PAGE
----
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The Shriker, also known as Skriker or Striker, is a monstrous Black Dog strongly associated with Lancashire, England.

Etymology

The word shriker is a local term for a complainer or a whining person, a reference to the creature's cry. Instead of barking, it only whines or moans constantly, as if in pain.

Description

The Shriker most commonly takes the shape of a giant black dog with glowing eyes, following travellers on the road, although it can also appear as a cow or a horse. Seeing the creature is supposed to be an omen of extreme bad luck, most often the death of the sighter or a member of their family, much like a banshee. Looking into its eyes would force a person to approach the monster. In some stories death only follows if the person attempts to chase away the Shriker pacing him. While trying to beat off the Shriker would cause the monster to attack, maim, or even kill the victim, simply ignoring it would cause bad luck. Its distinctive screaming cry could be heard from a great distance away.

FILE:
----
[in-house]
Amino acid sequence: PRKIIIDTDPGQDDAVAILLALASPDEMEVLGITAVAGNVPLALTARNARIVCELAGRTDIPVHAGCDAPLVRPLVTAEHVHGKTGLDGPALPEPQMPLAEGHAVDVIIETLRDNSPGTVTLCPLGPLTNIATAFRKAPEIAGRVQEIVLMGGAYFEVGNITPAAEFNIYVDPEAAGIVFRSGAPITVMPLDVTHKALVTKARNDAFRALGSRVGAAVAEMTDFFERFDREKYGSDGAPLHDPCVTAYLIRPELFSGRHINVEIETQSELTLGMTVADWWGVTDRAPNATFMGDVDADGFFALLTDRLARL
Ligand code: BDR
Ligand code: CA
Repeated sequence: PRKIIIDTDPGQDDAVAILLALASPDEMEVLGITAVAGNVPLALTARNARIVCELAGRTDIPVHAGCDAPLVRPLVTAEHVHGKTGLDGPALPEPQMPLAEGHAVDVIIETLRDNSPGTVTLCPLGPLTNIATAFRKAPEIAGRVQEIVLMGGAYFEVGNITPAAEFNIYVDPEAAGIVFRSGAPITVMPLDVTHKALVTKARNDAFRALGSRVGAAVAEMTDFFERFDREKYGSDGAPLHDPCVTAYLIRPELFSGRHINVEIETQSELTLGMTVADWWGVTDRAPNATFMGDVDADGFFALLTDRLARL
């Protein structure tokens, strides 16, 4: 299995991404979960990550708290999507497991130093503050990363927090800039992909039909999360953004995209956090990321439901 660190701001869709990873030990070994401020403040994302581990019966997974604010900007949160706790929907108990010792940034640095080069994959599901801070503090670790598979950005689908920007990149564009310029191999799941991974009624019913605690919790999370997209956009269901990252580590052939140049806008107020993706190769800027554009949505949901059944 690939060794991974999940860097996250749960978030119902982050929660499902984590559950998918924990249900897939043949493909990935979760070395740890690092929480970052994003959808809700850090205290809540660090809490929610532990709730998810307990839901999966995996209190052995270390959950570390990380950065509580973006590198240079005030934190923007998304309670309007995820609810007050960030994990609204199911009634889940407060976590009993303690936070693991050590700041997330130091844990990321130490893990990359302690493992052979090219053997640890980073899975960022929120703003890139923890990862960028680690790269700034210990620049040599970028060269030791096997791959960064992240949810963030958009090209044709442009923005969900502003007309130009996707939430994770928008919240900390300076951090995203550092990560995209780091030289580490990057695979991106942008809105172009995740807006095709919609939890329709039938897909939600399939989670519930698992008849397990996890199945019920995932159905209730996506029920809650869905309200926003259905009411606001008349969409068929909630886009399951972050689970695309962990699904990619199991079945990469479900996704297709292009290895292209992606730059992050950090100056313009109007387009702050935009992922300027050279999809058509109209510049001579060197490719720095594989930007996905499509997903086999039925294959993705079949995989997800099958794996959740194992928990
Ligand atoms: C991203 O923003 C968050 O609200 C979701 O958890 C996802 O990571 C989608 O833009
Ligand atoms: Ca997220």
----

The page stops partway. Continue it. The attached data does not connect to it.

History

In 1825, a man was allegedly attacked and pursued by a Shriker in the form of a headless dog near a church in Manchester.

Art/Fiction

  • The Shriker is the main villain of The Beast of Noor by Janet Lee Carey. In the book, the creature is the vengeful, shapeshifting spirit of a dog which was betrayed by its master, inhabiting a nearby forest and attacking passersby.
  • In The Skriker, a play by Caryl Churchill, the antagonist is a shapeshifting, malevolent fairy with the name of Skriker, possibly a reference to the Black Dog.

Quote

In Norfolk and Cambridgeshire, a dogfiend known as Shuck haunts lonely churchyards for some inscrutable purpose. Lancashire lads call a like creature Trash and Shriker, giving it the first name in imitation of the noise it makes in travelling—a noise resembling that made by a heavilyshod walker on a miry road, and the second in imitation of the peculiar shrill yell with which it warns the hearer of the approaching death of some near relative or dear friend.

-Charles Dickens, 1873

See Also